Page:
The Creamy Ingredient Mexican Chocolate Leaves Out

As the place where cacao beans were first used to create chocolate, Mexico definitely has a lot of experience turning the beans into something delicious to enjoy. According to History, the ancient Mayans (and the ancient Olmecs of southern Mexico before them) were the first to transform the cacao bean into an early version of chocolate that was drunk, not eaten. In fact, for the majority of chocolate's 2,000-year history, it has been consumed as a beverage, not as a candy, per Smithsonian Magazine

For centuries, the cacao bean was enjoyed by the residents of Central and South America before it was brought to Europe, according to History. Later, Europeans began to adapt chocolate to better suit their own tastes. As a result, the preparation of chocolate started to get a little sweeter. For example, as hot chocolate's popularity grew among the wealthy in Europe, sugar, cinnamon, and other seasonings were added. It wasn't until 1828, however, that a Dutch chemist came up with a way to create powdered chocolate, a precursor to modern solid chocolate products, per Smithsonian Magazine. Four decades later, the first chocolate bar was created by combining powdered chocolate, called Dutch cocoa, and melted cocoa butter. As early European chocolatiers began to experiment with recipes (think Cadbury and Nestlé), chocolate remained largely unchanged in Mexico.

Mexican chocolate doesn't use milk

Just as the cacao bean was transformed into a beverage for centuries, that's still how it's primarily enjoyed in modern times in Mexico, according to Choco Vivo. Chocolate in Mexico remains a fairly simple, unprocessed product made primarily of ground cacao, granulated sugar, and cinnamon, per The Spruce Eats. Unlike in Europe and the United States where milk is an important part of chocolate products, Mexican chocolate is made without it, per Choco Vivo. To be considered milk chocolate, the product must have 12% or more of milk (via Rock View Family Farms). Dark chocolate must have a minimum amount of 35% cocoa, and less milk.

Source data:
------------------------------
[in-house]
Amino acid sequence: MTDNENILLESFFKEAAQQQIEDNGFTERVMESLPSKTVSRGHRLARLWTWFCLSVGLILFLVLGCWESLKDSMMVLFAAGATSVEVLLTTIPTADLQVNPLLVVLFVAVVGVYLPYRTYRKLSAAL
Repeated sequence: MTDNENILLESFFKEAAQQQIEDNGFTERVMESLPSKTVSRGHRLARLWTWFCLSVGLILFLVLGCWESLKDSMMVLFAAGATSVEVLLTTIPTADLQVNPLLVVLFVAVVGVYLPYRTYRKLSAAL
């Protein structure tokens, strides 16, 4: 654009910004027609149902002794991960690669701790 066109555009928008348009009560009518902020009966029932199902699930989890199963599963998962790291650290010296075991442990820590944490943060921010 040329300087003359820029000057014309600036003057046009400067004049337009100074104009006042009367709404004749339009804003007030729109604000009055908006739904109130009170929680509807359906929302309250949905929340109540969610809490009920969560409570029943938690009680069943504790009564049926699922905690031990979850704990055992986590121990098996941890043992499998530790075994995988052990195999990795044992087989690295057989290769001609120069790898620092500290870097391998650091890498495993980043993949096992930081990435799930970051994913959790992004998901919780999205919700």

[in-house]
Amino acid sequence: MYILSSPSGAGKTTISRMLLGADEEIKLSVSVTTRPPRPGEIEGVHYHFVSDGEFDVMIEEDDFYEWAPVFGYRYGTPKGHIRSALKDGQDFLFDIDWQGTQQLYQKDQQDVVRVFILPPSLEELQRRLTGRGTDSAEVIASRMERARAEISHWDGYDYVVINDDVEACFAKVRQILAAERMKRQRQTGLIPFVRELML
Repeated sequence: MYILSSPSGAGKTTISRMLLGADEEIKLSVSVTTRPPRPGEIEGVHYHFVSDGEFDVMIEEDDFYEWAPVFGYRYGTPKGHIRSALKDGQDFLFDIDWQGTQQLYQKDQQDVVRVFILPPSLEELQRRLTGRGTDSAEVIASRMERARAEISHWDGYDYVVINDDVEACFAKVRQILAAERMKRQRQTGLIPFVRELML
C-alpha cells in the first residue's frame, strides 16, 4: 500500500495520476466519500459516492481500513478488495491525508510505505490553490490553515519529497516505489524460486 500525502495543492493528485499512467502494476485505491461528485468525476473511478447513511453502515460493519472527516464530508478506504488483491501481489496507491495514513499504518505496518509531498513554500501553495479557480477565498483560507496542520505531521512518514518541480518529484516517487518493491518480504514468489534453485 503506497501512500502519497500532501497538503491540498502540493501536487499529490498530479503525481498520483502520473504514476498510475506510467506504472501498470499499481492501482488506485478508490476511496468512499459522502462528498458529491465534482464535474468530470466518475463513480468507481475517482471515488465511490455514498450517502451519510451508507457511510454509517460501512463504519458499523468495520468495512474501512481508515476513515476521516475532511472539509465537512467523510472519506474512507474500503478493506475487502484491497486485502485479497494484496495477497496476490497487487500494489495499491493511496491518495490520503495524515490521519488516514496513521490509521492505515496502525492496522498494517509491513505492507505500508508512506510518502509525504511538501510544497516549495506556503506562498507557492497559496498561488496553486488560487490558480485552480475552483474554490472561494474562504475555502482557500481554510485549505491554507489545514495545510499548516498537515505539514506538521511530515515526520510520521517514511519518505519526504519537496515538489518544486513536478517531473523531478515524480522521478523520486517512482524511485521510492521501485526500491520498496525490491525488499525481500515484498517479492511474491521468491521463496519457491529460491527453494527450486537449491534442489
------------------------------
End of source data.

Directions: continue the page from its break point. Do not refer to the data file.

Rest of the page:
Without the addition of milk or another dairy product, Mexican chocolate isn't as suited for snacking because it will usually have a grittier texture. Without the fat from dairy, the sugar that is added to Mexican chocolate doesn't dissolve, resulting in a sandy texture, although it is edible. Even without the milk, though, Mexican chocolate is still very flavorful. When the cacao beans are roasted and then ground into a liquor, the flavor is developed, per The Spruce Eats. In comparison, the European process of making chocolate involves aerating the chocolate liquor to get a milder flavor.

Considering its texture, the best use for Mexican chocolate is probably how it has been prepared for centuries: As a beverage (using milk or water), or transformed into a traditional sauce like mole, per Cook's Illustrated.